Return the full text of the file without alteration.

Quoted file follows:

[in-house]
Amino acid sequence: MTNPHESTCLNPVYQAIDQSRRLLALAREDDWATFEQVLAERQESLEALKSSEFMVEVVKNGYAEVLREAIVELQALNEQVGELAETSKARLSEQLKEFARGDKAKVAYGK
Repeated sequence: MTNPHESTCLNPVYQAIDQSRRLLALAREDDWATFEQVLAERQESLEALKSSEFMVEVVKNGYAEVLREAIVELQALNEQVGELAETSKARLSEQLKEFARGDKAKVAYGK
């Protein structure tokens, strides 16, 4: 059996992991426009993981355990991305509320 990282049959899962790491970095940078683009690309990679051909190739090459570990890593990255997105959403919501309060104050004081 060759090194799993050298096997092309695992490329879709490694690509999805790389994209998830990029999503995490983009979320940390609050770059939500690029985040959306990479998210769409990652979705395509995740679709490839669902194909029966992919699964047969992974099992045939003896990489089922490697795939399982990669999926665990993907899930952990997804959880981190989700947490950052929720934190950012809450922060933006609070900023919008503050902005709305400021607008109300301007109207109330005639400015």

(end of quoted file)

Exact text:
[in-house]
Amino acid sequence: MTNPHESTCLNPVYQAIDQSRRLLALAREDDWATFEQVLAERQESLEALKSSEFMVEVVKNGYAEVLREAIVELQALNEQVGELAETSKARLSEQLKEFARGDKAKVAYGK
Repeated sequence: MTNPHESTCLNPVYQAIDQSRRLLALAREDDWATFEQVLAERQESLEALKSSEFMVEVVKNGYAEVLREAIVELQALNEQVGELAETSKARLSEQLKEFARGDKAKVAYGK
């Protein structure tokens, strides 16, 4: 059996992991426009993981355990991305509320 990282049959899962790491970095940078683009690309990679051909190739090459570990890593990255997105959403919501309060104050004081 060759090194799993050298096997092309695992490329879709490694690509999805790389994209998830990029999503995490983009979320940390609050770059939500690029985040959306990479998210769409990652979705395509995740679709490839669902194909029966992919699964047969992974099992045939003896990489089922490697795939399982990669999926665990993907899930952990997804959880981190989700947490950052929720934190950012809450922060933006609070900023919008503050902005709305400021607008109300301007109207109330005639400015």